What is the Treatment?
There is currently no accepted treatment modality for the reversal of acute GHB intoxication. Treatment is centered around supportive care with close monitoring of vital signs as well as cardiovascular and respiratory symptoms. Physicians should be prepared to intubate, although spontaneous recovery typically occurs within 5 hours of ingestion.8
- The most common presenting symptoms of acute GHB toxicity are nausea, bradycardia and decreased consciousness
- Due to GHB’s narrow therapeutic index and potential for severe central nervous system and respiratory depression, be prepared to intubate
- Coingestion with alcohol and/or other illicit drugs is common, keep this in mind in the significantly altered or hypotensive patient
- There is no definitive treatment for the reversal of acute GHB intoxication. Supportive care and monitoring for cardiovascular and respiratory symptoms are appropriate.
1. Busardo FP, Jones AW. GHB pharmacology and toxicology: acute intoxication, concentrations in blood and urine in forensic cases and treatment of the withdrawal syndrome. Curr Neuropharmacol. 2015;13(1):47-70.
2. Drug Enforcement Agency (September 4, 2018). Controlled Substances – Alphabetical Order.
3. One death and ten in comas: Rise in use of creational GHB drug sparks fears in Paris. The Local (April 17, 2018).
4.Britt GC, McCance-Katz EF. A brief overview of the clinical pharmacology of “club drugs.” Subst Use Misuse. 2005;40(9-10):1189-1201.
5. Caputo F, Addolorato G, Stoppo M, et al. Comparing and combining gammahydroxybutyric acid (GHB) and naltrexone in maintaining abstinence from alcohol: an open randomised comparative study. Eur Neuropsychopharmacol. 2007;17:781-789.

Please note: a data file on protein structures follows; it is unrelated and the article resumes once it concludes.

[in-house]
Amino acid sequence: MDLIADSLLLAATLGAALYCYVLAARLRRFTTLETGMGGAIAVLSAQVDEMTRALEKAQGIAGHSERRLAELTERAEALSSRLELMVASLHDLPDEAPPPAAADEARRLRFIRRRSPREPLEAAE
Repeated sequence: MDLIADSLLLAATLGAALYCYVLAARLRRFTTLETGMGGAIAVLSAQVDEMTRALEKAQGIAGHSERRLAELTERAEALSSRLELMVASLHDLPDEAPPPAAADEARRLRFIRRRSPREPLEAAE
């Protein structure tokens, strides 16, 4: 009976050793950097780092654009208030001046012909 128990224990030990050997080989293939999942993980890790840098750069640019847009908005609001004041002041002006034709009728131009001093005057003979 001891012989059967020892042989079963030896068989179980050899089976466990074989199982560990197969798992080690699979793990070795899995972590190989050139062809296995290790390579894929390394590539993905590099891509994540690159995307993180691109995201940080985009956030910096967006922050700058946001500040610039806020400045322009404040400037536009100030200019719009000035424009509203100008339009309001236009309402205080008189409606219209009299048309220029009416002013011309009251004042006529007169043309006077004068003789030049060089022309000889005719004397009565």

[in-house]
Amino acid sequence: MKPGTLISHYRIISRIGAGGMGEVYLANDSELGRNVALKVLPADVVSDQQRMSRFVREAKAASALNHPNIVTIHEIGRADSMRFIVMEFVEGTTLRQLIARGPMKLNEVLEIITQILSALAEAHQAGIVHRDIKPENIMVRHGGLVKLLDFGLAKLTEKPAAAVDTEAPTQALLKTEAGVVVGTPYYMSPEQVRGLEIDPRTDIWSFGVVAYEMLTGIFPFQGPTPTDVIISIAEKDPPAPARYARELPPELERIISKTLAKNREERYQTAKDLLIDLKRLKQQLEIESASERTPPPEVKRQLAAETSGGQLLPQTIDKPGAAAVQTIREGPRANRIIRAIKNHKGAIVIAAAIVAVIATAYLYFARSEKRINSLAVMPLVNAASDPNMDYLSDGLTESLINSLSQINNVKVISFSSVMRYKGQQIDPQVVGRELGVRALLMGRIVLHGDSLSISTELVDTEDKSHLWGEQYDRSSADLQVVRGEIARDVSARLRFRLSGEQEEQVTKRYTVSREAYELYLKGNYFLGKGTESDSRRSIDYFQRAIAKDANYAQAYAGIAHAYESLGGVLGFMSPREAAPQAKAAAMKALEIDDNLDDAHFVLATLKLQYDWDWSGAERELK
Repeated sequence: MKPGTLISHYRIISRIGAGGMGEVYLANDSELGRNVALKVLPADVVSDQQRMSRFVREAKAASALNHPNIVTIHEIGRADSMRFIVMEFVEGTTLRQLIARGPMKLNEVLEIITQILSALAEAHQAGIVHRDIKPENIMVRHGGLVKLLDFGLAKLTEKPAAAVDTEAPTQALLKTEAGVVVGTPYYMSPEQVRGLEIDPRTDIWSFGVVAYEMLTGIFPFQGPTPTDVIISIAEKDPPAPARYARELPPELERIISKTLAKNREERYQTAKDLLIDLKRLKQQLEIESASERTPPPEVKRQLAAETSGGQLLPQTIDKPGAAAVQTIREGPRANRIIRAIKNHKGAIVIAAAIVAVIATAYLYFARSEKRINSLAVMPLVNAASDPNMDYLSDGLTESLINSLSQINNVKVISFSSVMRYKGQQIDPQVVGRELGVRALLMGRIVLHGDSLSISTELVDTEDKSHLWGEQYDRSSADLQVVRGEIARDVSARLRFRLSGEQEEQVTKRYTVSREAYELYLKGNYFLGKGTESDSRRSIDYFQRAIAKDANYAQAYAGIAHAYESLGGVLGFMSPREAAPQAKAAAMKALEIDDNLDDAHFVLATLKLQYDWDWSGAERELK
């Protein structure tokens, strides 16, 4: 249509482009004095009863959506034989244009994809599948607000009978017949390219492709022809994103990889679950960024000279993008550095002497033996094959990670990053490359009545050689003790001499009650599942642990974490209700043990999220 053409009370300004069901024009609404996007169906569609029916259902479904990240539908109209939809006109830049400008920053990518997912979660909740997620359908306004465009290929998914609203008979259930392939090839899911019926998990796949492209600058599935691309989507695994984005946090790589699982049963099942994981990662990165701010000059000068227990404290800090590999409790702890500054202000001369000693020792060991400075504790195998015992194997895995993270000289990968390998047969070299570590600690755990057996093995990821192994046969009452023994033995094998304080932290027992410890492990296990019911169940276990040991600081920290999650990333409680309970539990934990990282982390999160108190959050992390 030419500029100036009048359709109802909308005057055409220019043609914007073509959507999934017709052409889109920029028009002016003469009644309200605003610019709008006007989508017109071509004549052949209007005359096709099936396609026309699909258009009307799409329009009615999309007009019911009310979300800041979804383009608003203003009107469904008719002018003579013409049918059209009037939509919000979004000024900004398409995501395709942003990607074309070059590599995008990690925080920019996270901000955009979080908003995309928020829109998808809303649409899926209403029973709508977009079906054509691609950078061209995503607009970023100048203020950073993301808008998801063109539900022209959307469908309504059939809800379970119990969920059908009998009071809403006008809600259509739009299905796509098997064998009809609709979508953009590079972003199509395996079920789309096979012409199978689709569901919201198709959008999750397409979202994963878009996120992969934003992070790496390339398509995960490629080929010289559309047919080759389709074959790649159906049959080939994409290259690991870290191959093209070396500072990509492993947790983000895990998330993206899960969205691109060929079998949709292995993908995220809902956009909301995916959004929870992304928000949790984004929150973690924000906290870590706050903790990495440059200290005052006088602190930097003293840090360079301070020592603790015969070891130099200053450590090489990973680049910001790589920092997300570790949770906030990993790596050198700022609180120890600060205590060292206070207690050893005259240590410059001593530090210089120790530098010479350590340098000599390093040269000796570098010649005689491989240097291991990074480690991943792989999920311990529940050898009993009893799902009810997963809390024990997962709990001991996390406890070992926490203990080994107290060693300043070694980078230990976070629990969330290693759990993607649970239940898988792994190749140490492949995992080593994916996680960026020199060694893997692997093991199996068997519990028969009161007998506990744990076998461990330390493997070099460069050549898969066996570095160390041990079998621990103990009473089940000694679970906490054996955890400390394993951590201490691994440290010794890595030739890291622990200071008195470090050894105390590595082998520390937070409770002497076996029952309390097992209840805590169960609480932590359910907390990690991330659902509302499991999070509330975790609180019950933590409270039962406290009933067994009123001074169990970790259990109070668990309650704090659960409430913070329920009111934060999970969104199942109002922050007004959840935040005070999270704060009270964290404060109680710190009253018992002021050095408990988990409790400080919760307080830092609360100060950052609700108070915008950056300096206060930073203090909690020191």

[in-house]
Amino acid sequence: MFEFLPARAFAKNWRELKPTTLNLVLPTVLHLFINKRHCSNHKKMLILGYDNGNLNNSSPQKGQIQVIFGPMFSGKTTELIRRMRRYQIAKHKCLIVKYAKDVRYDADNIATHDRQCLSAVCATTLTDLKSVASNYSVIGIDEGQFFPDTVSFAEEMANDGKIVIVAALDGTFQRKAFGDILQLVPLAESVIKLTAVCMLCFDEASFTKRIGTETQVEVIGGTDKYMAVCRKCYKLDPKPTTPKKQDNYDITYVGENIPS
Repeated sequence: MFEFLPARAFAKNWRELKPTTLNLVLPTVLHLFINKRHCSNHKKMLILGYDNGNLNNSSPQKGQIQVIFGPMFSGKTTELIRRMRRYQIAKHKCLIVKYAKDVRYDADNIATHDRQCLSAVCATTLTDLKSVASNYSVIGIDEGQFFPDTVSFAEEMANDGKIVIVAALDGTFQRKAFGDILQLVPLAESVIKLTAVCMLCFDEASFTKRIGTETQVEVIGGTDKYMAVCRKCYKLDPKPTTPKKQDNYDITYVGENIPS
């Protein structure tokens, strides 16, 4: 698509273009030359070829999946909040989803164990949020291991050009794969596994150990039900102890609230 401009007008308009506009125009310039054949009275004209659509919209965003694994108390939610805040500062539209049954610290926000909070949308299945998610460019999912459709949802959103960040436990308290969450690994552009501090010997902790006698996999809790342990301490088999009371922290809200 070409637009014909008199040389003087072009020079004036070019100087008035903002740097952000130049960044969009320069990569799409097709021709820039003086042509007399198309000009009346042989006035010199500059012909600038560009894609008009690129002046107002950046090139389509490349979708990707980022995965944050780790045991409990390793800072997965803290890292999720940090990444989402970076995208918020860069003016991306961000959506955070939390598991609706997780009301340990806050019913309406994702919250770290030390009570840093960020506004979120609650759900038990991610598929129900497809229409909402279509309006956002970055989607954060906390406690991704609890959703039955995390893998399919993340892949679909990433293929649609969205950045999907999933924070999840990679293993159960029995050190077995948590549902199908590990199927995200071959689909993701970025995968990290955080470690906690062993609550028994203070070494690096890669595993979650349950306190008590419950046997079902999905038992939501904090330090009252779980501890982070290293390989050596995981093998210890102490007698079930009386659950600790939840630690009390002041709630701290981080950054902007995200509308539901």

6. Chick J, Nutt DJ. Substitution therapy for alcoholism: time for a reappraisal?” J Psychopharmacol. 2012;26(2):205-212.
7. Chin MY, Kreutzer RA, Dyer JE. Acute poisoning from gamma-hydroxybutyrate in California. West J Med. 1992;156:380-384.
8. Chin RL, Sporer KA, Cullison B, Dyer JE, WU TD. Clinical course of gamma-hydroxybutyrate overdose. Ann Emerg Med. 1998;31:716-722.
9. Andresen H, Stimpfl T, Sprys N, Schnitgerhans T, Muller A. Liquid Ecstasy – A Significant Drug Problem. Dtsch Arztebl Int. 2008;105(36):599-603.
10. Couper FJ, Thatcher JE, Logan BK. Suspected GHB overdoses in the emergency department. J Anal Toxicol. 2004;28(6):481-484.
11. Van Sassenbroeck DK, De Neve N, De Paepe P, et al. Abrupt awakening phenomenon associated with gamma-hydroxybutyrate use: a case series. Clin Toxicol (Phila.) 2007;45(5):533-538.
12. Miró O, Nogué S, Espinosa G, To-Figueras J, Sánchez M. Trends in illicit drug emergencies: the emerging role of gamma-hydroxybutyrate. J Toxicol Clin Toxicol. 2002;40(2):129-135.
13.Thai D, Dyer JE, Benowitz NL, Haller CA. Gamma-hydroxybutyrate and ethanol effects and interactions in humans. J Clin Psychopharmacol. 2006;26(5):524-529.